Just as people see signs every day on roadways that help direct them as to which way to go and what to do, this method is also similarly how safety signage can improve jobsite safety. For individuals on the job, especially those environments involving dangerous chemicals, temperatures, or outdoor exposure, it is critical to follow the safety rules in place—for themselves and the people around them.
The challenge becomes people getting so immersed in work that safety protocol can unintentionally take a back seat to the matters at hand. It is primarily for this reason that thoughtfully placed safety signage can improve jobsite safety.
5 Ways Safety Signage Can Improve Jobsite Safety
While job safety is generally part of state and federal requirements for the workplace, overall, it is a preventative measure in keeping people inside and outside of the jobsite safe. Five ways safety signage can improve jobsite safety include:
- Alerting individuals to potential dangers – Signage can be used for both obvious and invisible dangers but may prove to be even more effective for the latter. While it may make sense to wear a hard hat while walking through an active construction zone, it may not be as apparent to a worker to take regular breaks and hydrate when working in intense heat. A simple glance at a sign during the course of the workday may be the reminder an employee needs to take care of themselves so they can be safer and more productive.
- Creating awareness of surroundings – Some safety signs may be more temporary. For example, a wet floor that is still slick after having mopped up a spill will require a temporary “Caution—wet slippery floor” sign to ensure that people take care when approaching and can safely avoid a slip and fall situation. These signs are instrumental in creating awareness of an individual’s surroundings.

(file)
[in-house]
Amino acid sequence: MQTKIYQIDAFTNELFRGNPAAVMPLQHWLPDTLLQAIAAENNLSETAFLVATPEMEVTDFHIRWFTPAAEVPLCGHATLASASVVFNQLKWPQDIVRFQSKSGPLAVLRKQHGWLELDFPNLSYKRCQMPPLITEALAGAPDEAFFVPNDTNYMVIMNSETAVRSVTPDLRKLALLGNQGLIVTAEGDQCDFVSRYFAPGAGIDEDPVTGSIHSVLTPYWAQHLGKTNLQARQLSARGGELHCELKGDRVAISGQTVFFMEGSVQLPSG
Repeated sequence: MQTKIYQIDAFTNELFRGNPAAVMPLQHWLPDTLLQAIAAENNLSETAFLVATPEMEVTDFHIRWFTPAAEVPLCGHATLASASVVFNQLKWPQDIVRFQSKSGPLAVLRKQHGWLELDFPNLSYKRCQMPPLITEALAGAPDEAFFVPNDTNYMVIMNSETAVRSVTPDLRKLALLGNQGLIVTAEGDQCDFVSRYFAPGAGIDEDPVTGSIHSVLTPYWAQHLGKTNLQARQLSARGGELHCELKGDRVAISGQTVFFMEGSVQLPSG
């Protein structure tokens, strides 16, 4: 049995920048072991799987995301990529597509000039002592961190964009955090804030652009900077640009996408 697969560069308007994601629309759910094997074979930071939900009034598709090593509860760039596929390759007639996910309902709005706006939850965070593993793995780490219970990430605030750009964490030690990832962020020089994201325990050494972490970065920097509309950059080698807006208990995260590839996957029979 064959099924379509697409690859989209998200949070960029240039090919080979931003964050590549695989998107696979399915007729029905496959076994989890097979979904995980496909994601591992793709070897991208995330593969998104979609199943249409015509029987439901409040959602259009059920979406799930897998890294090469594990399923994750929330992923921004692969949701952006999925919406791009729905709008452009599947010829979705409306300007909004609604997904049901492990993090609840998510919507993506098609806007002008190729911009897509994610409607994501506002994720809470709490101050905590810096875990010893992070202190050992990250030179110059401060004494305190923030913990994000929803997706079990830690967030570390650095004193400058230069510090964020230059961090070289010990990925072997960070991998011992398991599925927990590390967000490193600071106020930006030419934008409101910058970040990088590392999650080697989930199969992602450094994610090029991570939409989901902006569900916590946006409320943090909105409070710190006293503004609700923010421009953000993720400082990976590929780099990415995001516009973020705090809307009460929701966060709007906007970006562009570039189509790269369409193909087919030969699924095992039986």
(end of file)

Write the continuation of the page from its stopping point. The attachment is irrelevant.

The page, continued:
- Keeping workers and the community safe – Many jobsites have a danger level that could potentially affect their coworkers and the greater community. A spill or fire at a chemical plant could cause a shelter in place order to go into effect, which can affect the surrounding area of the plant as well. Highly visible safety signage can be an excellent way to prompt workers to take into account what is at stake and to practice due diligence when on the job.
- Minimizing accidents – Many jobs have a consistent element of danger onsite, whether it’s the possibility of falling debris at a construction website, chemical spillage at a plant, or overheating in a factory. While employees are aware of these dangers, safety signage is an excellent way to keep it at the forefront of their minds and reinforce their commitment to following proper protocol.
- Speaking a universal language – The majority of safety signs rely on the color system already in place in other areas of society, such as traffic warnings. For example, signs that are yellow in color typically equate caution and signs that are red in color indicate danger. No matter what language an individual speaks, the use of yellow and red signs as warnings can be somewhat universal. The graphics some signs use are also helpful in eliminating language barriers. Even those signs that rely on words should be available in multiple languages from reputable providers.